Statistical Analyses

Continuous variables were described by mean ± standard deviation (SD) and compared by ANOVA analysis. Categorical variables were described as percentages and compared using Chi Square tests. Logistic regression was used to evaluate the relationship between level of plasma total homocysteine and carotid plaque stability by calculating the crude odds ratio (OR) and adjusted OR, with 95% confidence interval (CI).

The well-known and possible risk factors of stroke such as age, sex, BMI, current smoking, alcohol use, hypertension, diabetes mellitus and hyperlipidemia, were adjusted in the statistical analysis. All statistical tests were 2-sided, and a significant level was set as P<0.05. SAS (version 9.1, SAS Institute, Cary, North Carolina, USA) software was used to perform data analyses.


Characteristics and Risk Factors Associated with Carotid Plaque Stability

Table 1 shows the distribution of baseline cohort characteristics amongst those individuals with stable or advanced carotid plaque. Among the 2,919 participants, the mean concentration of homocysteine in elderly subjects (≥60 years old) was 19.3±9.8 µmol/l, while 15.6±9.7 µmol/l in the middle-aged subjects (40–59 years old). The level of plasma total homocysteine was higher in men than that in women (19.2±10.4 µmol/l versus 12.6±6.6 µmol/l respectively, P<0.01). By definition [18], 48.8% of the total subjects had hyperhomocysteinemia (41.3% in male and 7.5% in female). Advanced carotid plaque was detected in 1,517 (52%) participants. Among them, 76.1% were male. No significant association was observed between carotid plaque and BMI, alcohol use and hyperlipidemia.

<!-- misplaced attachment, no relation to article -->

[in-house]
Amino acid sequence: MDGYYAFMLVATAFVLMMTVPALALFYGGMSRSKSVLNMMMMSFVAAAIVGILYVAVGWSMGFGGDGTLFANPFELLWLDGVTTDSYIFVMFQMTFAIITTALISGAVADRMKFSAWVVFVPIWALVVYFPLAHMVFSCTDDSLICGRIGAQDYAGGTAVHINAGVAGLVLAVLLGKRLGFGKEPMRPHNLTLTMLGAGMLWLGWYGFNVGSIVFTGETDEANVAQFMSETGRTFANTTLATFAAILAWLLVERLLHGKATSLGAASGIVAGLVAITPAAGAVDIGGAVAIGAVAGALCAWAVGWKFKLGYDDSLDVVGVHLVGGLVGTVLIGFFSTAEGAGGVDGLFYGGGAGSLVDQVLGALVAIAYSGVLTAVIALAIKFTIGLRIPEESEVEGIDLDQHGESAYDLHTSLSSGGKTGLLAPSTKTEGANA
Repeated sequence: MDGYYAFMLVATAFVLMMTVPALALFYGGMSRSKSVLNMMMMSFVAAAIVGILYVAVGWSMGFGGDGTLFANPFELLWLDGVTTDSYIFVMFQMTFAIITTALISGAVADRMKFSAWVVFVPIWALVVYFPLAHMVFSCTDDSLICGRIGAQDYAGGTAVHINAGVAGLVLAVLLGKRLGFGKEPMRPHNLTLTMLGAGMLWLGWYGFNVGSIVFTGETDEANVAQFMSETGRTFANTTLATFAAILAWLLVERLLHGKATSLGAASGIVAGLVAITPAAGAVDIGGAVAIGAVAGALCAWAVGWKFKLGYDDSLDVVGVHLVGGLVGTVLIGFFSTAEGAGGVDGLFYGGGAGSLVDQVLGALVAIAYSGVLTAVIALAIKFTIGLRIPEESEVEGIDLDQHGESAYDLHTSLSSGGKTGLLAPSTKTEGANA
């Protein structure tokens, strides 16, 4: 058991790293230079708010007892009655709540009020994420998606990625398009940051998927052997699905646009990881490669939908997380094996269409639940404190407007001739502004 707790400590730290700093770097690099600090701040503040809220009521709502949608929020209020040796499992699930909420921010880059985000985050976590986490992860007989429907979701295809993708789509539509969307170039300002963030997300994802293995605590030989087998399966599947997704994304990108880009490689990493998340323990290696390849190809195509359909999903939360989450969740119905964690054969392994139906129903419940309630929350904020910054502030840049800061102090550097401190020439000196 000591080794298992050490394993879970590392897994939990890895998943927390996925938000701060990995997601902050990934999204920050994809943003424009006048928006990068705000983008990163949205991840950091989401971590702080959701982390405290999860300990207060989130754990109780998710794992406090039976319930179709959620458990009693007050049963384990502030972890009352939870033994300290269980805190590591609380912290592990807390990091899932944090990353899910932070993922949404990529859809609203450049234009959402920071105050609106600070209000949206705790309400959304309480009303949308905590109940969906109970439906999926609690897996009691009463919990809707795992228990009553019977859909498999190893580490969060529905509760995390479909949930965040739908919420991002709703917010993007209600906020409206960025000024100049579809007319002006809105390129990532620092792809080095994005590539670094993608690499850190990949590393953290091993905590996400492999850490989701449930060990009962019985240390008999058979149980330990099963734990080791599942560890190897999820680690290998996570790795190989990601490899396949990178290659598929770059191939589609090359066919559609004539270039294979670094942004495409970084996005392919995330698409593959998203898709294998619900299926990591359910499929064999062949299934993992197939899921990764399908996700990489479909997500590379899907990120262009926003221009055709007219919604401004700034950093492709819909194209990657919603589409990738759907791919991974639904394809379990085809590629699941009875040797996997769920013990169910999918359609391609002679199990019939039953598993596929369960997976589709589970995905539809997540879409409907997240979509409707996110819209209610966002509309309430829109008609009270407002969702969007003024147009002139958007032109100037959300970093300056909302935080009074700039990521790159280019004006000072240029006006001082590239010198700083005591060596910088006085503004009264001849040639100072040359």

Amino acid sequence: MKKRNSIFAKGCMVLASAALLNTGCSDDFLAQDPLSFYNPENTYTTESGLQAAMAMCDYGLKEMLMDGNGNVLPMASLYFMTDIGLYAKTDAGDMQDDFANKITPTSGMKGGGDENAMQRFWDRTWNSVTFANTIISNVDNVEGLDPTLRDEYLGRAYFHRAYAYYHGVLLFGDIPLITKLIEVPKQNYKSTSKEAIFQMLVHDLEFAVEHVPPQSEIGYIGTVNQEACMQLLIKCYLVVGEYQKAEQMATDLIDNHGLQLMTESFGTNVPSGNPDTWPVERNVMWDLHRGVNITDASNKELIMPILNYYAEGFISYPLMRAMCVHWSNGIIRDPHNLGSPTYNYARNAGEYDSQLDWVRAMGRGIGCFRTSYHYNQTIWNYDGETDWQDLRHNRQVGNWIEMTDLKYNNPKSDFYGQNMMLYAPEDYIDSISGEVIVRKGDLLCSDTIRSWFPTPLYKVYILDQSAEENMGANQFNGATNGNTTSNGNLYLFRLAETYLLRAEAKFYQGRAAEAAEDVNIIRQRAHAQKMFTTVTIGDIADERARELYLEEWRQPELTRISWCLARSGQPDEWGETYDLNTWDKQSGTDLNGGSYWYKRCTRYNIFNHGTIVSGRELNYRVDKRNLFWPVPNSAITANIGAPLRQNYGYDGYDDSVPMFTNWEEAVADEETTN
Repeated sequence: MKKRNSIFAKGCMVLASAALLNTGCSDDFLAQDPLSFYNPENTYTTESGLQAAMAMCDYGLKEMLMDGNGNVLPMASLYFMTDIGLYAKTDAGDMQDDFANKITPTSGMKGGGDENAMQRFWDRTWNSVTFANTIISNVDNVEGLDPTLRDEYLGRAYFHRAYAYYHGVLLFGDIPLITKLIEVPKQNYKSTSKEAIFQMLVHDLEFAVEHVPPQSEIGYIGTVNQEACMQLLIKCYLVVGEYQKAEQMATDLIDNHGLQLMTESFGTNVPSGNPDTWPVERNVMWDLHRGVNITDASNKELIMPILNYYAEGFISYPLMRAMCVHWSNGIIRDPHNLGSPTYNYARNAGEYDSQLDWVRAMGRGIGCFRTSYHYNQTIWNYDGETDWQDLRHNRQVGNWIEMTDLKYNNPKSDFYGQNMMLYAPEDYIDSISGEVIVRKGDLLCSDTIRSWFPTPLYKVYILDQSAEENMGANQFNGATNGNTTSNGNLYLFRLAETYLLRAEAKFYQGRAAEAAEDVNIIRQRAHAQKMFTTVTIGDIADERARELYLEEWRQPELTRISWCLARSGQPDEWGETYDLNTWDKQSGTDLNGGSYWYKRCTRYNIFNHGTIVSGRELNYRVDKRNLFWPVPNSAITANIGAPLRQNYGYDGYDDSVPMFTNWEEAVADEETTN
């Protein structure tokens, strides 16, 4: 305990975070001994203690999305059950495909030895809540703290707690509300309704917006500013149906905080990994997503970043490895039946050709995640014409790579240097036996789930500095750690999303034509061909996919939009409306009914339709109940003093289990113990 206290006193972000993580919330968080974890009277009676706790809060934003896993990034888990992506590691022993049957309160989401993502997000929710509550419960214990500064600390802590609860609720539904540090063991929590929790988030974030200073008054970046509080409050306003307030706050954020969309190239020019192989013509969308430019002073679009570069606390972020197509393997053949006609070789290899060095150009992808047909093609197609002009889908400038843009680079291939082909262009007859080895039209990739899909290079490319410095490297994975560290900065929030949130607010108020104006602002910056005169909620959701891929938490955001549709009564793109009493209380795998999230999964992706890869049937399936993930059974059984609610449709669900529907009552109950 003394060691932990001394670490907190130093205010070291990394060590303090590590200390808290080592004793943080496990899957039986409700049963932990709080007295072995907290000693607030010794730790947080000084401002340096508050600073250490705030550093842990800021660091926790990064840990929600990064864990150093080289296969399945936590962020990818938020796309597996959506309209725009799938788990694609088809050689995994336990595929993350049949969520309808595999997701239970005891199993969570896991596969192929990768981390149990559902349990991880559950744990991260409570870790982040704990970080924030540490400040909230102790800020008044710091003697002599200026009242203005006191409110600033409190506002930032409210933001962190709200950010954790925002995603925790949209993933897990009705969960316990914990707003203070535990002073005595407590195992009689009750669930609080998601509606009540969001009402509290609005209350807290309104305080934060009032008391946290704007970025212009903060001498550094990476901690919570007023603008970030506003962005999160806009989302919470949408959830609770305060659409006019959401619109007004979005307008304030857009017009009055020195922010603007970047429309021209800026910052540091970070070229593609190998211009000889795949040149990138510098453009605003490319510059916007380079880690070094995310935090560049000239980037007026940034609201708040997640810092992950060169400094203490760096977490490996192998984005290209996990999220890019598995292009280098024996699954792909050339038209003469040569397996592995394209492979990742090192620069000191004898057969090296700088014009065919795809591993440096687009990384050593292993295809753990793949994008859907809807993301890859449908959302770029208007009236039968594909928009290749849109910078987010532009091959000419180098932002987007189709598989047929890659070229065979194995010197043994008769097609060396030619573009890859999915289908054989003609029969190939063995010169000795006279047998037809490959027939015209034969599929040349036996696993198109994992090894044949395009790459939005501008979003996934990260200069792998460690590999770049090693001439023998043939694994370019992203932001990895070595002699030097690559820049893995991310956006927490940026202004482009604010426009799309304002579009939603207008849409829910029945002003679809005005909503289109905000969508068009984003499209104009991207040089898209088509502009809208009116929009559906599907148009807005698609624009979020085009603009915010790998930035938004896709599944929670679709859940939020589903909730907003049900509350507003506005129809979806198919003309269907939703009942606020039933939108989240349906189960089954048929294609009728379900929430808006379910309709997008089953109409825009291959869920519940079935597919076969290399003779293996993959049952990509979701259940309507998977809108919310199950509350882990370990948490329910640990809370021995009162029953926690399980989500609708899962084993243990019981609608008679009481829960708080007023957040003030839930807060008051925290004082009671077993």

Table 1. Basic characteristics of participants according to the carotid plaque stability.

Association between Total Homocysteine Levels and Carotid Plaque Stability

As shown in Table 2, an association of increased levels of total homocysteine with carotid plaque vulnerability in a mild dose-response manner was identified. In all 3 multivariable-adjusted models, higher levels of homocysteine were significantly associated with the advancement of carotid plaque. The crude ORs for advanced carotid plaque prevalence increased along with elevation of homocysteine level. After adjusting for age, sex, smoking, hypertension and diabetes mellitus, the association remained evident. However, in this study, hyperhomocysteinemia was not found to be significantly associated with the development of advanced carotid plaque in the female participants.

Table 2. ORs and 95%CIs for advanced carotid plaque according to homocysteine levels.